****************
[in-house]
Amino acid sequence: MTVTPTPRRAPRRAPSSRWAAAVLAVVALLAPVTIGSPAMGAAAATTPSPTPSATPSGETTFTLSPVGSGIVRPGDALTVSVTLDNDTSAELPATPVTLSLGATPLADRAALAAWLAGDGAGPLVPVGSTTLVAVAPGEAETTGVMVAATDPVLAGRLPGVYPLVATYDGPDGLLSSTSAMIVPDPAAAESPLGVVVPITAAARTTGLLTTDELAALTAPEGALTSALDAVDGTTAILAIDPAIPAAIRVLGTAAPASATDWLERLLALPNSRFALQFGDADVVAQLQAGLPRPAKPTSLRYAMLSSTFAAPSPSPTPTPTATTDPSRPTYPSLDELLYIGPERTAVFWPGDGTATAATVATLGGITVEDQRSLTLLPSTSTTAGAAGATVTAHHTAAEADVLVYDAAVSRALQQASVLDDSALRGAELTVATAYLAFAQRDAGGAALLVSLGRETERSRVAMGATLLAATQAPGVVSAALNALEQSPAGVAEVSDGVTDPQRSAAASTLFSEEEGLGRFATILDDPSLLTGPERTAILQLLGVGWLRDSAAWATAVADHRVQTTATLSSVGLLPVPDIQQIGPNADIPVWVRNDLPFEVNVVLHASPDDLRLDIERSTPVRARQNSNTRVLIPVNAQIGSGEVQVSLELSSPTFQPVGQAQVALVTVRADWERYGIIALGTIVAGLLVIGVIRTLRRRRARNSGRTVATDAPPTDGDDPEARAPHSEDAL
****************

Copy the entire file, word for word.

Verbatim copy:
[in-house]
Amino acid sequence: MTVTPTPRRAPRRAPSSRWAAAVLAVVALLAPVTIGSPAMGAAAATTPSPTPSATPSGETTFTLSPVGSGIVRPGDALTVSVTLDNDTSAELPATPVTLSLGATPLADRAALAAWLAGDGAGPLVPVGSTTLVAVAPGEAETTGVMVAATDPVLAGRLPGVYPLVATYDGPDGLLSSTSAMIVPDPAAAESPLGVVVPITAAARTTGLLTTDELAALTAPEGALTSALDAVDGTTAILAIDPAIPAAIRVLGTAAPASATDWLERLLALPNSRFALQFGDADVVAQLQAGLPRPAKPTSLRYAMLSSTFAAPSPSPTPTPTATTDPSRPTYPSLDELLYIGPERTAVFWPGDGTATAATVATLGGITVEDQRSLTLLPSTSTTAGAAGATVTAHHTAAEADVLVYDAAVSRALQQASVLDDSALRGAELTVATAYLAFAQRDAGGAALLVSLGRETERSRVAMGATLLAATQAPGVVSAALNALEQSPAGVAEVSDGVTDPQRSAAASTLFSEEEGLGRFATILDDPSLLTGPERTAILQLLGVGWLRDSAAWATAVADHRVQTTATLSSVGLLPVPDIQQIGPNADIPVWVRNDLPFEVNVVLHASPDDLRLDIERSTPVRARQNSNTRVLIPVNAQIGSGEVQVSLELSSPTFQPVGQAQVALVTVRADWERYGIIALGTIVAGLLVIGVIRTLRRRRARNSGRTVATDAPPTDGDDPEARAPHSEDAL